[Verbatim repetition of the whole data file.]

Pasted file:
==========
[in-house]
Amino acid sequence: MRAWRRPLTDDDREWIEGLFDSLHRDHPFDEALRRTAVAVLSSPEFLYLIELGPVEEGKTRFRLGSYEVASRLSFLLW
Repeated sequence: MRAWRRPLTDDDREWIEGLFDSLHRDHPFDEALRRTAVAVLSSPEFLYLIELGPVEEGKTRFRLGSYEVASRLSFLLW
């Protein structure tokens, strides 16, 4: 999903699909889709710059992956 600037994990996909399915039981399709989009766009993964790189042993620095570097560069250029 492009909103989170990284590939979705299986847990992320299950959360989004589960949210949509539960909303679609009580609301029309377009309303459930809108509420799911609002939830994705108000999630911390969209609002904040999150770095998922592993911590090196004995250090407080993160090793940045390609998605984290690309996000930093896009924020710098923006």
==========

[in-house]
Amino acid sequence: MRAWRRPLTDDDREWIEGLFDSLHRDHPFDEALRRTAVAVLSSPEFLYLIELGPVEEGKTRFRLGSYEVASRLSFLLW
Repeated sequence: MRAWRRPLTDDDREWIEGLFDSLHRDHPFDEALRRTAVAVLSSPEFLYLIELGPVEEGKTRFRLGSYEVASRLSFLLW
């Protein structure tokens, strides 16, 4: 999903699909889709710059992956 600037994990996909399915039981399709989009766009993964790189042993620095570097560069250029 492009909103989170990284590939979705299986847990992320299950959360989004589960949210949509539960909303679609009580609301029309377009309303459930809108509420799911609002939830994705108000999630911390969209609002904040999150770095998922592993911590090196004995250090407080993160090793940045390609998605984290690309996000930093896009924020710098923006």